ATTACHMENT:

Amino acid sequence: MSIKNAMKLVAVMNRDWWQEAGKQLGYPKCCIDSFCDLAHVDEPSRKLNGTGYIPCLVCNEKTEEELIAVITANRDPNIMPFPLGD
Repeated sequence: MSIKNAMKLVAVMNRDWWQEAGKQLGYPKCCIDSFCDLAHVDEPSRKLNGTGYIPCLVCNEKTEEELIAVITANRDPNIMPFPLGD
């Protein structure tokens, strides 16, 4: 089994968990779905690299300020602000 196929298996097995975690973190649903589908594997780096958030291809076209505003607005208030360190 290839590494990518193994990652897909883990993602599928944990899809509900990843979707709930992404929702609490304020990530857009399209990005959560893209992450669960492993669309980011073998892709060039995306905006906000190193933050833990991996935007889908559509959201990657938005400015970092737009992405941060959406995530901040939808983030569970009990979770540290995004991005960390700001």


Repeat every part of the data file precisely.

Amino acid sequence: MSIKNAMKLVAVMNRDWWQEAGKQLGYPKCCIDSFCDLAHVDEPSRKLNGTGYIPCLVCNEKTEEELIAVITANRDPNIMPFPLGD
Repeated sequence: MSIKNAMKLVAVMNRDWWQEAGKQLGYPKCCIDSFCDLAHVDEPSRKLNGTGYIPCLVCNEKTEEELIAVITANRDPNIMPFPLGD
């Protein structure tokens, strides 16, 4: 089994968990779905690299300020602000 196929298996097995975690973190649903589908594997780096958030291809076209505003607005208030360190 290839590494990518193994990652897909883990993602599928944990899809509900990843979707709930992404929702609490304020990530857009399209990005959560893209992450669960492993669309980011073998892709060039995306905006906000190193933050833990991996935007889908559509959201990657938005400015970092737009992405941060959406995530901040939808983030569970009990979770540290995004991005960390700001």